different bacterial taxa from a variety of environments. The
aioA-OTUs were closely related to uncultured and cultured clones
from As contaminated environments. Furthermore, all arrA-OTUs
were closely related to uncultured clones from rock biofilms of an
ancient gold mine and Cache Valley Land Fill sediments, both
arsenic-contaminated environments.
only genus harboring all three genes, and Shewanella was the only
genus which did not harbor the most common gene (arsC) in the
isolate analyzed (MS-AsIII-61). Achromobacter and Acidovorax both
harbored the aioA gene, confirming the phenotypic data.
Thermomonas and Pannonibacter also harbored As resistance genes.
General Features of Clone Libraries
To unveil the molecular diversity of genes involved in As
metabolism in the Mina stream sediment, three clone libraries for
arsC, arrA, and aioA genes were constructed. One hundred sixtyfour sequences were analyzed after quality control and the
removal of chimeric sequences. The coverage values of the three
libraries (80%, 70% and 63%, respectively for arsC, arrA, and aioA)
indicated that most of the diversity of these genes was detected.
Blastx analysis of arsC, aioA, and arrA-OTUs revealed high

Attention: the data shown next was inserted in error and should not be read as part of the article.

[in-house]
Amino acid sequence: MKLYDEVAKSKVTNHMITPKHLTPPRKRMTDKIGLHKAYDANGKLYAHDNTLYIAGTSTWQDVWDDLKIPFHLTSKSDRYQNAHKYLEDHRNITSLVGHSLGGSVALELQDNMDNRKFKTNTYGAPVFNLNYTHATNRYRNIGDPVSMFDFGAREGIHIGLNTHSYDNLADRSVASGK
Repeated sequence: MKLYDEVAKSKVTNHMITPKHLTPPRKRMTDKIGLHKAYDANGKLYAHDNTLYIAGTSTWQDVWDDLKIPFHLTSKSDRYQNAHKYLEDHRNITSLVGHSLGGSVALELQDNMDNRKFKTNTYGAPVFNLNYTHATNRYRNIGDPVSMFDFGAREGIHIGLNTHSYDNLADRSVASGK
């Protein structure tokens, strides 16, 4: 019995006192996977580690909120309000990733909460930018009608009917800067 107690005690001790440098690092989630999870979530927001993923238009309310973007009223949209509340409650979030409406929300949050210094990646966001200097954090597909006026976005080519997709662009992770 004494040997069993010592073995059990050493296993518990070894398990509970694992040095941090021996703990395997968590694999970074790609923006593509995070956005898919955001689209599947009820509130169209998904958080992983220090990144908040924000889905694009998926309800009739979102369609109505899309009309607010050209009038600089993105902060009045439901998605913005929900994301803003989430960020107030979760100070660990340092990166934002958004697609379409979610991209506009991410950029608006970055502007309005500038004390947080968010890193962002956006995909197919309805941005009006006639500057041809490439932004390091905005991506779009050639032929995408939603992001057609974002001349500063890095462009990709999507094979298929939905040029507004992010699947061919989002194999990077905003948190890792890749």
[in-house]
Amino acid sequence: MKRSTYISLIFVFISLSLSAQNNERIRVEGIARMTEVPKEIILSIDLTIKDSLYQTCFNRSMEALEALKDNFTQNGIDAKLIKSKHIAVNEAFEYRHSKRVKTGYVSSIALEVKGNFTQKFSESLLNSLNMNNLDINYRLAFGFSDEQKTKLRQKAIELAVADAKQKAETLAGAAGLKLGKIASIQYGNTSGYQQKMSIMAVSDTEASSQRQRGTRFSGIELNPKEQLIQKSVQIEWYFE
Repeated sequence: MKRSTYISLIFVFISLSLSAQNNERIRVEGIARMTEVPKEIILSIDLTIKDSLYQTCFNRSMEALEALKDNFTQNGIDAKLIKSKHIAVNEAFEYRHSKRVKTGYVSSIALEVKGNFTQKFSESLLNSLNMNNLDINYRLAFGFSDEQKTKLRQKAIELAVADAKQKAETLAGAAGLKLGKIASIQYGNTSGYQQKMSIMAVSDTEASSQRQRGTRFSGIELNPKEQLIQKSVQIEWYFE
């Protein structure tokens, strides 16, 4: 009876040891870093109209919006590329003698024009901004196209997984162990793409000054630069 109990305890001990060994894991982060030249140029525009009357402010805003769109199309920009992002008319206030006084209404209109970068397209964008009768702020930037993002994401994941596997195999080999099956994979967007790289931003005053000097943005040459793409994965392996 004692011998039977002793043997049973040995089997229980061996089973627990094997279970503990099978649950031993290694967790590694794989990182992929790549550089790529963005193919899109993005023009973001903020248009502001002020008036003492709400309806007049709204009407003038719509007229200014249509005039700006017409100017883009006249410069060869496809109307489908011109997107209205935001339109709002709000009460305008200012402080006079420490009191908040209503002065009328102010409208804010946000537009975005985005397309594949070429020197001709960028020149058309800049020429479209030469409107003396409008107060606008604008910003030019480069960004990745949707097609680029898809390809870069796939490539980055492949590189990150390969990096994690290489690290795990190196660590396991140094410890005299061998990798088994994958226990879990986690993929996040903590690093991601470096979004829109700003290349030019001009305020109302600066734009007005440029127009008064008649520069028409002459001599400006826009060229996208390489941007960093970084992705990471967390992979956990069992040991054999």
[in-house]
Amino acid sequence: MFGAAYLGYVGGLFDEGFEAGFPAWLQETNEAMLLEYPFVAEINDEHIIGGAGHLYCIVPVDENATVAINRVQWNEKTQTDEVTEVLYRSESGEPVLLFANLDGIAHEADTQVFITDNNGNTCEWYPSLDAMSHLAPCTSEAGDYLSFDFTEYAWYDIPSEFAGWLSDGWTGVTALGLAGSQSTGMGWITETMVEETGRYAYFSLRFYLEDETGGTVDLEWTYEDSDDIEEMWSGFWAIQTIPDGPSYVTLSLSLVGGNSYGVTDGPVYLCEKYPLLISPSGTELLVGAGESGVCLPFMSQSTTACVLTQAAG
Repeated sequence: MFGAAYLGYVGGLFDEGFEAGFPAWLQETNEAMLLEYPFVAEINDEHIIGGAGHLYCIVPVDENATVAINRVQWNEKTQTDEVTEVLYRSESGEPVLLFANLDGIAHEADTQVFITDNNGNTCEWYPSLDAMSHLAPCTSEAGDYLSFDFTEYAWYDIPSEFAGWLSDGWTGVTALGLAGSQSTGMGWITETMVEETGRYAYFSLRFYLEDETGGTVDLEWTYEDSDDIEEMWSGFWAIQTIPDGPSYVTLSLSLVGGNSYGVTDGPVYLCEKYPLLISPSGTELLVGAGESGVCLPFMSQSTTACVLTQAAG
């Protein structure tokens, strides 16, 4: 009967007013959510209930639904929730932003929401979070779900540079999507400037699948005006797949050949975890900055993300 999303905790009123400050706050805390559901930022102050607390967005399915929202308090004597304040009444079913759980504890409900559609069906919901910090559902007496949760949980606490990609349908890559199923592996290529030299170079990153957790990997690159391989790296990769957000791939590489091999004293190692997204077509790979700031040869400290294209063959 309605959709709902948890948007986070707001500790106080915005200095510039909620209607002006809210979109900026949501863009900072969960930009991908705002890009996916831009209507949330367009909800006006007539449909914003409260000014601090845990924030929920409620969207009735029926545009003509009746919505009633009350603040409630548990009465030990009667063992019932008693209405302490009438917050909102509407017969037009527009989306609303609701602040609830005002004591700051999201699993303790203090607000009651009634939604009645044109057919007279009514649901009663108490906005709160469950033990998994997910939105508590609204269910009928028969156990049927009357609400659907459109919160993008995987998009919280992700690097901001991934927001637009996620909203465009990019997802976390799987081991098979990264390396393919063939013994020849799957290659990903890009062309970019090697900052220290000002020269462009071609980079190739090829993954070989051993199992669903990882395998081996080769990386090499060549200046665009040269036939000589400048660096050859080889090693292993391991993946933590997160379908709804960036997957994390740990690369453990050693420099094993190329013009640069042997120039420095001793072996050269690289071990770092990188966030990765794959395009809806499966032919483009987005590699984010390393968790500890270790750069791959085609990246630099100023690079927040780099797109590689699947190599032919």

similarity with sequences from glutaredoxin-glutathione arsenate
reductase (from 76 to 100%), molybdopterin-binding arsenite
oxidase (from 71 to 96%), and respiratory arsenate reductase (from
64 to 98%) (Tables S1, S2, and S3 in Tables S1). The sequences
Phylogenetic Analyses of 16S rRNA, arsC, aioA, and arrA
Genes Sequences
In this study we have amplified, sequenced and reconstructed
the evolutionary relationships of 16S rRNA and As metabolism
genes encoded by As-resistant bacteria retrieved from a stream
located at the Brazilian gold mining area and cultivated on Asenrichment sediment’s culture, as well as As metabolism genes of
clone libraries. The phylogeny of the AsIII-resistant bacteria (MSAsIII) 16S rRNA gene sequences was reconstructed from an
alignment containing 57 operational taxonomic units and 719
sites, which represent 99 sequences (Fig. 2). Therefore, 42
sequences were considered redundant by the Decrease Redundancy tool (www.expasy.org). The phylogenetic tree reconstructed
by using the maximum likelihood method as implemented in